WASHINGTON — Cory Booker arrived in Washington pledging to heal festering political divides, writing a book called United, and lighting up social media with pictures of his dinner with the hard-right Texas Sen. Ted Cruz.
But nearly four years later, as he stakes his claim as a young Democratic leader and builds toward a potential run for president in 2020, the New Jersey senator's signature brand of uplift and positivity is running into a party base eager for combat.
The contrast between Booker and some fellow Democrats was illustrated Tuesday, when he joined a raft of party heavyweights who spoke to a Center for American Progress conference packed with feisty liberals.
Elizabeth Warren, the pugilistic Massachusetts senator, decried the money that "slithers through Washington like a snake" and lobbyists who "swarm" like "a plague of locusts" and went right after President Trump, declaring, "Our government is not a plaything to make him richer."
Rep. Maxine Waters (D., Calif.) won a standing ovation later with a call to impeach the president.
Booker, up next, insisted that Democrats could not be defined only by battling Trump.
"There are real issues that necessitate us resisting and us fighting, but I want to let you all know that our party cannot just be about that," he told the crowd. "Trump is a symptom of a problem, he's not the problem."
But the confrontational atmosphere in Washington, at town halls, and at protests ringing out across the country raises questions about whether that tone, which has carried Booker so far, will work in this moment as he tries to push onto the national stage.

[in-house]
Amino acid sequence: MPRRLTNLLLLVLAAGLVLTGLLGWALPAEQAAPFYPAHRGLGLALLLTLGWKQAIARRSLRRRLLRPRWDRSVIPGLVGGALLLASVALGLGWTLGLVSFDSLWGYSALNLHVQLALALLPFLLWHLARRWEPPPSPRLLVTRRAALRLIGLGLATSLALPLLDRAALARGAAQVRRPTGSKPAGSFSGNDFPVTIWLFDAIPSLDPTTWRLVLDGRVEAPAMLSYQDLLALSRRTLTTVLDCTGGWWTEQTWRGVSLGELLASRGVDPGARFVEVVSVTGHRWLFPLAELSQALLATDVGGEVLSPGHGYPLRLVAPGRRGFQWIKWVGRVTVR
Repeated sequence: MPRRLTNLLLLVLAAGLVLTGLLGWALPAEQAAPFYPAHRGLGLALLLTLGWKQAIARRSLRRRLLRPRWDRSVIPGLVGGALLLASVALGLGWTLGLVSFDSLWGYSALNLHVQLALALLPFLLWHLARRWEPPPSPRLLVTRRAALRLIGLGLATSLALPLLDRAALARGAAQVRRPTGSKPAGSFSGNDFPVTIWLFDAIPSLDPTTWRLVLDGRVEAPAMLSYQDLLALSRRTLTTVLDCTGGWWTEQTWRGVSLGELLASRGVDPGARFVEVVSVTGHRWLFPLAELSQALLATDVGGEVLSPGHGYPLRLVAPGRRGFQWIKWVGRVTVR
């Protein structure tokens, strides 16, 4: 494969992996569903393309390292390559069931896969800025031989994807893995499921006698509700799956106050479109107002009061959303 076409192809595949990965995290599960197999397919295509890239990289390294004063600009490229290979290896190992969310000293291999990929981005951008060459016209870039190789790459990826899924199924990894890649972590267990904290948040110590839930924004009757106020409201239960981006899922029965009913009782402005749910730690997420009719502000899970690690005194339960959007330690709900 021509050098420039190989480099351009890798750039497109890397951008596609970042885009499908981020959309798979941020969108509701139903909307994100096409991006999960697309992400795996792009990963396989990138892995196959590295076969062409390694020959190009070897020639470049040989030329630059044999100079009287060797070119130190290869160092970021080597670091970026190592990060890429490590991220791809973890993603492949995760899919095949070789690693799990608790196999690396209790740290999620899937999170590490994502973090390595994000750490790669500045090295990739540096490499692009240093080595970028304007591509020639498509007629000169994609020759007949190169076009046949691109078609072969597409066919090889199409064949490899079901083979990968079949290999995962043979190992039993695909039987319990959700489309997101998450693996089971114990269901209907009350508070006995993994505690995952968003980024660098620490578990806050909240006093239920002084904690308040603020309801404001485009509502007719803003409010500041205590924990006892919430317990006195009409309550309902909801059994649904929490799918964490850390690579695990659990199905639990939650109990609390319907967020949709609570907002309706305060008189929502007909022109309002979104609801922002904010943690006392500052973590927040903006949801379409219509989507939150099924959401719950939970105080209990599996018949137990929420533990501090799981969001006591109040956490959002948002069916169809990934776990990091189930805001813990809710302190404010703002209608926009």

"His natural inclination is one of inspiration," said John Podesta, who chaired Hillary Clinton's 2016 campaign and said he is a "big fan" of Booker's. "But you've also got to inspire people to oppose things that are really terrible for the country."
Republican pollster Frank Luntz said the country as a whole might welcome a call to unity, but doubted it would satisfy a roiling liberal base.
"Booker is not a yeller," he said. "Booker is a consensus driver, which makes him perfect for a general election but makes winning a primary very difficult."
That Booker had a keynote slot at an event drawing the eyes of Democratic elders and activists speaks to his potential power within a party that, for the first time in years, is without an obvious leader. As a bevy of ambitious senators, mayors, and governors vie to fill that void, Booker, 48, is one of the most prominent faces of a younger generation of potential national candidates.
Many, including California Sen. Kamala Harris, Minnesota Sen. Amy Klobuchar, and Los Angeles Mayor Eric Garcetti, also spoke at the Washington confab.
Booker's bet on lofty rhetoric — calling, for example, for Democrats to be the party "that reignites that conviction that this will be the country of impossible dreams" — could be "refreshing" for voters seeking a contrast to the vituperative Trump, said Brigid Harrison, a political science professor at Montclair State University.